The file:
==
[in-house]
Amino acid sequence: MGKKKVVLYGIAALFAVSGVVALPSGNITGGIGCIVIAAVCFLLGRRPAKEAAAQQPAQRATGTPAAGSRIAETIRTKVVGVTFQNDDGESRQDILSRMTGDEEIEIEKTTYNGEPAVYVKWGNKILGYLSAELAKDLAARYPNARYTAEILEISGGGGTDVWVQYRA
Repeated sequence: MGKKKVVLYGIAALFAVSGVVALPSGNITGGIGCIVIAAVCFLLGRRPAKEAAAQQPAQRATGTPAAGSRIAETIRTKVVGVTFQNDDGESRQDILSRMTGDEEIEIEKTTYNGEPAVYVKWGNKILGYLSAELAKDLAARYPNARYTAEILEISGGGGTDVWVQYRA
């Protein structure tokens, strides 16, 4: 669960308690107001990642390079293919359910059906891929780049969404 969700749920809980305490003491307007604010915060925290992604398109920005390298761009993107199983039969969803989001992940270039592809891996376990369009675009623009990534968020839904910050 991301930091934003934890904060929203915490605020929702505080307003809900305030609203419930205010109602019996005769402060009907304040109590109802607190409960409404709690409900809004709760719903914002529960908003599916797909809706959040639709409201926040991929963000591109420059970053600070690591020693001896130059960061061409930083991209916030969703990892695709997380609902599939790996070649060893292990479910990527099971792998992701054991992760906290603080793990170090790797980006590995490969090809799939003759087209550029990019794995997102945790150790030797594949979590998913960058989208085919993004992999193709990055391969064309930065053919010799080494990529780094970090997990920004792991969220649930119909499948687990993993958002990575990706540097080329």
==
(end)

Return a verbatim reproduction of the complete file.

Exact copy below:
[in-house]
Amino acid sequence: MGKKKVVLYGIAALFAVSGVVALPSGNITGGIGCIVIAAVCFLLGRRPAKEAAAQQPAQRATGTPAAGSRIAETIRTKVVGVTFQNDDGESRQDILSRMTGDEEIEIEKTTYNGEPAVYVKWGNKILGYLSAELAKDLAARYPNARYTAEILEISGGGGTDVWVQYRA
Repeated sequence: MGKKKVVLYGIAALFAVSGVVALPSGNITGGIGCIVIAAVCFLLGRRPAKEAAAQQPAQRATGTPAAGSRIAETIRTKVVGVTFQNDDGESRQDILSRMTGDEEIEIEKTTYNGEPAVYVKWGNKILGYLSAELAKDLAARYPNARYTAEILEISGGGGTDVWVQYRA
């Protein structure tokens, strides 16, 4: 669960308690107001990642390079293919359910059906891929780049969404 969700749920809980305490003491307007604010915060925290992604398109920005390298761009993107199983039969969803989001992940270039592809891996376990369009675009623009990534968020839904910050 991301930091934003934890904060929203915490605020929702505080307003809900305030609203419930205010109602019996005769402060009907304040109590109802607190409960409404709690409900809004709760719903914002529960908003599916797909809706959040639709409201926040991929963000591109420059970053600070690591020693001896130059960061061409930083991209916030969703990892695709997380609902599939790996070649060893292990479910990527099971792998992701054991992760906290603080793990170090790797980006590995490969090809799939003759087209550029990019794995997102945790150790030797594949979590998913960058989208085919993004992999193709990055391969064309930065053919010799080494990529780094970090997990920004792991969220649930119909499948687990993993958002990575990706540097080329």